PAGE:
Self-Employment: “Laura” – Mental Health Impairment and Cognitive Limitations
Laura contacted JAN for assistance with starting her upcycling/art business. She described herself as a self-taught artist/artisan who took old discarded things and made them into interesting, beautiful, and even utilitarian creations. Some pieces were sculptures while others were functional items like tables, coat hooks, and shelves. She had informally sold her pieces to friends and family, but wanted to make this into a more formal business endeavor. Laura explained she didn’t know anything about starting a business, and whenever she began researching information locally or on the Internet, felt overwhelmed. Laura received Social Security disability benefits (SSDI) and was concerned about how income from self-employment would affect these, in addition to her healthcare coverage. She also had questions about how to properly account for this income and report it. Laura had worked with her state vocational rehabilitation (VR) program in the past, but had never been told self-employment was an option, so stopped using their services. She was considering whether to contact them again. JAN researched and sent her an individualized packet of resources based on our intake process, and specifically addressed these concerns: • Social Security benefits planning and how to report income-JAN referred Laura to a Work Incentive Planning and Assistance (WIPA) program for free counseling concerning how her benefits would be affected by self-employment income. As part of the Ticket to Work program, these are trained counselors called Community Work Incentive Coordinators (CWIC) available to help beneficiaries with employment and work incentive questions. We also provided her with articles and fact sheets discussing SSDI and self-employment. • How to price her artwork in her local market since she had sold mostly to friends and family-A variety of factors affect pricing a handmade item depending on the local market and may differ from selling items online. We discussed these various factors – sales venue, type of artwork, creative time invested, material costs, competitor prices, and so on. JAN suggested some useful books about the “handmade marketplace” and provided referrals to local business counselors and art incubators in her community. We also suggested exploring online arts and craft marketplaces that are easily accessible where she could get a better idea how others were pricing similar items. • State Vocational Rehabilitation Program (VR)-JAN provided Laura with her state’s self-employment guidelines so she could be more familiar with them and decide whether she wanted to contact VR again to assist her. • Whether she needs a business plan-There are many reasons for having a business plan, but often the essential one is it’s required by a service provider or financial program if seeking funding. There is a school of thought that a business plan is not necessary, is too often used a barrier to self-employment, and that individuals start successful businesses without one. However, a business plan can be helpful in many ways as an evolving guide for a business start-up. It forces you to think through many areas critical to being successful. While never foolproof, planning is often the best way to anticipate issues and avoid problems later on. The type of business plan (if any) that works for each person or type of business will vary based on individual circumstances. A small business counselor at a Small Business Development Center, Women’s Business Center, or small business mentoring organization can provide very helpful guidance about business plans. If you are working with a particular agency, they may have a specific template they want you to follow. • Accommodation suggestions for time management and concentration-Since Laura experienced good days and bad, one of the advantages of being a self-employed artist was that she could determine the most productive time to work on her projects – day or night. However, having a regular work schedule, even with a home-based business, can help organize time, increase productivity, and encourage concentration. For many, it helps to create a separate workspace within the home apart distinct from one’s living space and distractions. For artists, this might be a separate area in their home or garage. Other options include joining a local cooperative, gallery, incubator or co-working space that offers a combination of a private workspace and group support.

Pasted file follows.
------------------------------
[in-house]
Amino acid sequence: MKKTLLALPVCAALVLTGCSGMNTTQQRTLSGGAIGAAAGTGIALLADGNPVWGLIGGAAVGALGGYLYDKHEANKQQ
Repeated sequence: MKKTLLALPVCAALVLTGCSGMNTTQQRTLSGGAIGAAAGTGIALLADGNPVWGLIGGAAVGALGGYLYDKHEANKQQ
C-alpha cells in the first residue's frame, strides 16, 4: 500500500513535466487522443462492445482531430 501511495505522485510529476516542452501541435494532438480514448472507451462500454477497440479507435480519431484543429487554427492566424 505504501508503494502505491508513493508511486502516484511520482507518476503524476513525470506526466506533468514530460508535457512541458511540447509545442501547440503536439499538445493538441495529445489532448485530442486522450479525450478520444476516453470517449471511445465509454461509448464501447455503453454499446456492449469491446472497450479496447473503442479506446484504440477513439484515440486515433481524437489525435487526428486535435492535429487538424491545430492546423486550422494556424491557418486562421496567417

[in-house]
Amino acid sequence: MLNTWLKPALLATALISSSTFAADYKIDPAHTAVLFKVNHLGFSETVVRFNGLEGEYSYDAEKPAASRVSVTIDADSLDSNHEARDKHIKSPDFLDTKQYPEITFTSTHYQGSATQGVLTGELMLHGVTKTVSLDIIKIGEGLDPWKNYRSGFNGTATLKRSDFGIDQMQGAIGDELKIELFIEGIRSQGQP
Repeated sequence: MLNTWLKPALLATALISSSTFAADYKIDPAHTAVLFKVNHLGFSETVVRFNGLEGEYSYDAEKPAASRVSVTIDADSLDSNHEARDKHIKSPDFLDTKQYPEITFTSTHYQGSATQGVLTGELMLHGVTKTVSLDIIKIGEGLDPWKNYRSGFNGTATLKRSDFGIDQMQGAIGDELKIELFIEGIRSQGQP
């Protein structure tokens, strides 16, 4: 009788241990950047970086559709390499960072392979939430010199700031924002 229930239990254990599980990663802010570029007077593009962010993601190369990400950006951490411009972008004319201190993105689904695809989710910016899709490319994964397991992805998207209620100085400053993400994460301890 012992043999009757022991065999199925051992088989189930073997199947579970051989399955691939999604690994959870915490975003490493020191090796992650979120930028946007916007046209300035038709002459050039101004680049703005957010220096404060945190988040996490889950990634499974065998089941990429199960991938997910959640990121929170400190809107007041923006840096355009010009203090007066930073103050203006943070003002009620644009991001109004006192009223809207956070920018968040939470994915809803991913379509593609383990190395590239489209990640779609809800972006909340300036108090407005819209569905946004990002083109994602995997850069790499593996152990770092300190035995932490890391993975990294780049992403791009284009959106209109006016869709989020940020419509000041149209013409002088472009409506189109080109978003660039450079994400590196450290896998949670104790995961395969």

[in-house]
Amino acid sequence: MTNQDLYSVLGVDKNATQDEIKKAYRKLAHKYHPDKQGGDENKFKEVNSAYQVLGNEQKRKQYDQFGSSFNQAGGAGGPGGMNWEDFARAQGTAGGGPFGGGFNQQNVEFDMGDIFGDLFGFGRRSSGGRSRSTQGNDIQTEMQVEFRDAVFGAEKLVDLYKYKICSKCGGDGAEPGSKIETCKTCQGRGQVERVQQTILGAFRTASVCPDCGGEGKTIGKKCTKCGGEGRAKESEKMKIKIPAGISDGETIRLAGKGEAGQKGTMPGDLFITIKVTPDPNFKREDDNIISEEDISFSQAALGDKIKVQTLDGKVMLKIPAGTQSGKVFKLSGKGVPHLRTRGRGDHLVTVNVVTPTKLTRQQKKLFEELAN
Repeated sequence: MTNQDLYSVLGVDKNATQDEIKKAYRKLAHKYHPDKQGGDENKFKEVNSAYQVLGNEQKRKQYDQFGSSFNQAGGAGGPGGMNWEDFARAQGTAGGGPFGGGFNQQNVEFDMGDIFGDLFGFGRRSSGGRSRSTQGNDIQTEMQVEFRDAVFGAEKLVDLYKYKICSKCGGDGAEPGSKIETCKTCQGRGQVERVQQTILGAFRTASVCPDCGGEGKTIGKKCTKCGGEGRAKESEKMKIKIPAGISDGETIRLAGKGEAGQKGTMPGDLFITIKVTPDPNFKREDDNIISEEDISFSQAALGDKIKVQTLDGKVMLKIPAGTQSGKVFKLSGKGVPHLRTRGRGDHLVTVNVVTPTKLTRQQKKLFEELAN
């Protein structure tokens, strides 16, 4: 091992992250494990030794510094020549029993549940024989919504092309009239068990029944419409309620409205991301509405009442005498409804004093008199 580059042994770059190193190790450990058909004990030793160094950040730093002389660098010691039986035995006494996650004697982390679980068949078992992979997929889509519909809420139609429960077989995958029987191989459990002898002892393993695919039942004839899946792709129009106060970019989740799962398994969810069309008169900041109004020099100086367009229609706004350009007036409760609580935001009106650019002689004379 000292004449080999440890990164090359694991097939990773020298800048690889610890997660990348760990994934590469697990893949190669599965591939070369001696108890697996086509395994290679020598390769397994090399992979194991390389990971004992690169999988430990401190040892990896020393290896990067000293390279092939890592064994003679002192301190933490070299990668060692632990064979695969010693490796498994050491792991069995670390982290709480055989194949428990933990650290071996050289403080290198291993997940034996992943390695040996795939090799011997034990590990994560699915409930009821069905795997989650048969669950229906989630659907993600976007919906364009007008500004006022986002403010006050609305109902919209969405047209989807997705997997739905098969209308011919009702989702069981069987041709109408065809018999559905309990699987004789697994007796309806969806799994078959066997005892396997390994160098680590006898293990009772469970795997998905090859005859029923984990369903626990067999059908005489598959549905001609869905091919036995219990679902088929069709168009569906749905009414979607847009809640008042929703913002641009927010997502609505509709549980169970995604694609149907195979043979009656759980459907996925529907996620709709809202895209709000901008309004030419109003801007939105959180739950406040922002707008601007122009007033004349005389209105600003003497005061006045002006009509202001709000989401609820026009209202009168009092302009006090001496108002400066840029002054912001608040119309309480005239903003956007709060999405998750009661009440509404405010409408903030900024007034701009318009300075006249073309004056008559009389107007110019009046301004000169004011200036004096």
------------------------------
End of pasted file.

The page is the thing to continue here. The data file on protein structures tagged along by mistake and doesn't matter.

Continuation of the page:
JAN Publications & Articles regarding Entrepreneurship
- A Research Window – Self-Employment for People with Disabilities
- Consumer Beware! How to Avoid Work-at-Home Scams and Other Business Schemes
- Guest Blog: Innovative Approaches — An Interview with the Owners of Picasso Einstein
- It’s Tax Time! Resources for Entrepreneurs with Disabilities
- JAN Blog – Focus on Technology
- The Importance of Soft Skills for Entrepreneurs with Disabilities – Three Important Tips
- Tips for Starting a Food Related Small Business
- What Kind of Businesses Do People with Disabilities Start?